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This document provides some example code which implements some common signal processing tasks,

such as synthesising signals, filtering signals and designing systems.

Contents

Reading data from files

Writing data to files

The Colon (:) Operator - a really important feature in Matlab

Creating/Synthesing Signals

Analysing Frequency Content of a Signal

Filtering Signals / Determining the Output of a System

Determining a systems frequency response

Designing Filters

Reading data from files

Signal processing involves analysing, manipulating and synthesising signals. The starting point for doing

any of these tasks is often to read in a previously recorded signal of interest. The most general function

to read in a signal is the load function; while functions like wavread and imread, which read in audio an

images, respectively are also used frequently.

%load in a previously downloaded ecg signal (from physionet.org)

ecg_sig = load('ecg.txt'); % http://eleceng.dit.ie/dorran/matlab/ecg.txt

% It is known that this signal was sampled at 100Hz from physionet website

plot(ecg_sig);

ylabel('Amplitude')

xlabel('Sample Number')

The load command can also be used to read in previously saved matlab workspaces

len_ecg = length(ecg_sig);

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clear all; %clear all variables from the workspace.

whos %show that there are no variables

whos % show that the variables have been reloaded

Name

ecg_sig

len_ecg

Size

6000x1

1x1

Bytes

Class

48000

8

double

double

Attributes

sound('drums.wav', fs);

image_signal = imread('Winter.jpg');

image(image_signal)

This section focuses on writing plain text to files - this is a common task for recording the results of

analysis/testing, for example. Please note that there are a number of specialised functions to create

image files and audio files i.e. imwrite and wavwrite - you can find out more by looking up the help on

these files.

Before writing a file you need to "open it". When you open a file for the purpose of writing to it you need

to specify if you intend to overwrite or append to the file. The fopen function returns a file ID which can

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then used to actual write data to the file using the fprintf function. Finally the file should be closed.

fid = fopen('test.txt', 'w' ); % open for overwriting

a = 5;

fprintf(fid, 'The value of the variable a is %d', a);

fprintf(fid, '\n\tBye Bye!!'); % put a newline (\n) and tab (\t) before Bye Bye

fclose(fid);

A demo of appending information to a file

b = 22.233;

fprintf(file_id, 'The value of the variable a is %2.8f', b);

fprintf(file_id, '\n\n variable a is still a value of %2.2f \n\n Bye again!', a); % put a newline (\

fclose(file_id);

A demo of writing a vector to a file

fid = fopen('vector_data.txt', 'w' ); % open for overwriting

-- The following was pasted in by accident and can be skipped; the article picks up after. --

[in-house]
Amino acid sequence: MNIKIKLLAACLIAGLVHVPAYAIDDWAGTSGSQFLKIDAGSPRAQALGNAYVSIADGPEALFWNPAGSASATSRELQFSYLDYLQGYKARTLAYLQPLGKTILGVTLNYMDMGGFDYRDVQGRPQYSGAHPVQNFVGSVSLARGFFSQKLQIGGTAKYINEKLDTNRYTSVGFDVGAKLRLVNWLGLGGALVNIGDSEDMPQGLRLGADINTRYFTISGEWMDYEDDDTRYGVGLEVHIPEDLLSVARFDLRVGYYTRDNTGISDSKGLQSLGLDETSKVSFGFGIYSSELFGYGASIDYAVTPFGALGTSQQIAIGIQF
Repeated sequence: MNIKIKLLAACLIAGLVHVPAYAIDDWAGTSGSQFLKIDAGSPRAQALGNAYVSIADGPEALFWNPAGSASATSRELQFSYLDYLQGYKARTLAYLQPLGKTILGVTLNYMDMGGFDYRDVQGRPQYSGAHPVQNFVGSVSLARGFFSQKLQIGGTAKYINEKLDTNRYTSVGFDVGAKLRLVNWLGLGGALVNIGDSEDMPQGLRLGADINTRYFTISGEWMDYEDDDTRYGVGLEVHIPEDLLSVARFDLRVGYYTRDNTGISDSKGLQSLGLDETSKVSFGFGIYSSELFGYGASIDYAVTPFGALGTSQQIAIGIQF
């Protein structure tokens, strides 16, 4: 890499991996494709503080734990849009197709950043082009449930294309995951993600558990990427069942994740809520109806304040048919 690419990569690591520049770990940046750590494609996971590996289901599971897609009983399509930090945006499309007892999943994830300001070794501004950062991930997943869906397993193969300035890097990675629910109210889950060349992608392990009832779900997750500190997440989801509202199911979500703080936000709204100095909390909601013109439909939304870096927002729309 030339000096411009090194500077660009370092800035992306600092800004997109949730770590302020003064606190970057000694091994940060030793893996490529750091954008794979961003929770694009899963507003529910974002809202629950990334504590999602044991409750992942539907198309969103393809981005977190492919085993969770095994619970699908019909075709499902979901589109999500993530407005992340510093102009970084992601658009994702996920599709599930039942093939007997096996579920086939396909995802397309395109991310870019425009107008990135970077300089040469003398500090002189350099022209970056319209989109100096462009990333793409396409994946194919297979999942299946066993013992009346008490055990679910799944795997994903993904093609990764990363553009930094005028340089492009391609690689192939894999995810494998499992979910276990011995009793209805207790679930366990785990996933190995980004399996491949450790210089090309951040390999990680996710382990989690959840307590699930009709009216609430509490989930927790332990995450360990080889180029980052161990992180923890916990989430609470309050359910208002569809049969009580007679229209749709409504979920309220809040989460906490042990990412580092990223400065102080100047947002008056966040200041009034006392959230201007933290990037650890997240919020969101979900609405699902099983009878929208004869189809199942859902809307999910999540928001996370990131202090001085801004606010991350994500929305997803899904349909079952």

vec = rand( 1, 1000);

fprintf(fid, '%2.4f\n', vec);

fclose(fid);

The Colon (:) Operator - a really important feature in Matlab

The colon operator is used both to create a sequence of numbers (signal generation) and to select a

range of values from a discrete signal (segment selection). It is very important to become comfortable

with both uses of the colon (:) operator.

This section is broken into two parts; part 1 deals with basic signal generation and part 2 with segment

selection. Signal generation/synthesis is also dealt with more completly in a separate section.

Part 1 - Signal Generation The basic format for using the colon operator is the following:

starting_value : step_size : last_value_limit however starting_value :

last_value_limit is also used. Here are four examples of signal generation using the colon

operator. A description of each example is contained in the following paragraph.

Ex. 1

x = 0 : 7

x =

0

Ex. 2

x = 0 : 1 : 7

x =

0

Ex. 3

x = 1 : 0.25 : 2

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x =

1.0000

1.2500

1.5000

1.7500

99.3400

99.0100

2.0000

Ex. 4

x = 100 : -0.33 : 99

x =

100.0000

99.6700

As stated above the basic format for using the colon operator is the following:

starting_value : step_size : last_value_limit

This format is used for Ex. 2, 3 and 4, however if the step_size is ommitted (as is the case in Ex. 1)

then the step_size defaults to 1. It should be appreciated that Ex. 2 produces the same values as Ex.1

since the step_size is explicitly set to 1.

Part 2 - Segment Selection

The colon operator is used frequently to select a range of values from a discrete signal. Here are a few

examples.

Ex. 1

x = [12 34 4 5 6 78 8 9 2];

seg = x(3:5) % select from sample 3 to sample 5

seg =

4

Ex. 2

x = [12 34 4 5 6 78 8 9 2];

seg = x(3:end) % select from sample 3 to the last sample

seg =

4

78

T = 0.01; %samling period

n = 0 : 300; % sample number

frequency = 2; % frequency of a sinusoid in hertz

x = cos(2*pi*frequency*n*T); % create three seconds of a cosine sinusoid

Xmags = abs(fft(x)); % get the magnitudes of the Discrete Fourier Transform

first_half_Xmags = Xmags(1 : round(length(Xmags)/2));

Creating/Synthesing Signals

A separate document deals with creating sequences of ones, zeros and random numbers (see

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document on common signal processing functions). The previous section (the colon operator) also

showed how to create a ramp signal and a sinuoid. This section is divided into four parts: Part 1 shows

how to create a signal given any arbitrary mathemtical expression for a signal; Part 2 shows how to

create combine signals through concatenation and summing; Part 3 shows how to create a periodic

signal given any arbitrary period of a signal

Part 1 - Synthesis Using a Mathematical Expression